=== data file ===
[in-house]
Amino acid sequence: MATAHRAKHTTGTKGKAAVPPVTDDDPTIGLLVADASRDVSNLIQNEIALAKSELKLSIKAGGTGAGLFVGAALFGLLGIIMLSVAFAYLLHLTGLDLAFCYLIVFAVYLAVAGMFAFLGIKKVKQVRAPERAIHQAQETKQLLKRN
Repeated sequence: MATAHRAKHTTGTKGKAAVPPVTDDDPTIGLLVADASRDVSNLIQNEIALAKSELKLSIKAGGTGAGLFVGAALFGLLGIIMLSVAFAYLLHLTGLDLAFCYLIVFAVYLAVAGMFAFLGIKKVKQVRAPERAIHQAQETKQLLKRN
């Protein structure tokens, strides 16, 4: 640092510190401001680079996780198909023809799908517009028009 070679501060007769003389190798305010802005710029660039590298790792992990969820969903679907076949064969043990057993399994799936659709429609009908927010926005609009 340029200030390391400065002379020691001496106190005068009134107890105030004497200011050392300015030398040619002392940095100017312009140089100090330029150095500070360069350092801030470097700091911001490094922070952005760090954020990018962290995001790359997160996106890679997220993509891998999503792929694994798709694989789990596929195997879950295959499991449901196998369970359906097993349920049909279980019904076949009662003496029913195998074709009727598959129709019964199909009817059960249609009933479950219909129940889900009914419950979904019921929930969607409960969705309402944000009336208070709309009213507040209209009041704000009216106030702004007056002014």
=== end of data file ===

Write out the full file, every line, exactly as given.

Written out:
[in-house]
Amino acid sequence: MATAHRAKHTTGTKGKAAVPPVTDDDPTIGLLVADASRDVSNLIQNEIALAKSELKLSIKAGGTGAGLFVGAALFGLLGIIMLSVAFAYLLHLTGLDLAFCYLIVFAVYLAVAGMFAFLGIKKVKQVRAPERAIHQAQETKQLLKRN
Repeated sequence: MATAHRAKHTTGTKGKAAVPPVTDDDPTIGLLVADASRDVSNLIQNEIALAKSELKLSIKAGGTGAGLFVGAALFGLLGIIMLSVAFAYLLHLTGLDLAFCYLIVFAVYLAVAGMFAFLGIKKVKQVRAPERAIHQAQETKQLLKRN
């Protein structure tokens, strides 16, 4: 640092510190401001680079996780198909023809799908517009028009 070679501060007769003389190798305010802005710029660039590298790792992990969820969903679907076949064969043990057993399994799936659709429609009908927010926005609009 340029200030390391400065002379020691001496106190005068009134107890105030004497200011050392300015030398040619002392940095100017312009140089100090330029150095500070360069350092801030470097700091911001490094922070952005760090954020990018962290995001790359997160996106890679997220993509891998999503792929694994798709694989789990596929195997879950295959499991449901196998369970359906097993349920049909279980019904076949009662003496029913195998074709009727598959129709019964199909009817059960249609009933479950219909129940889900009914419950979904019921929930969607409960969705309402944000009336208070709309009213507040209209009041704000009216106030702004007056002014």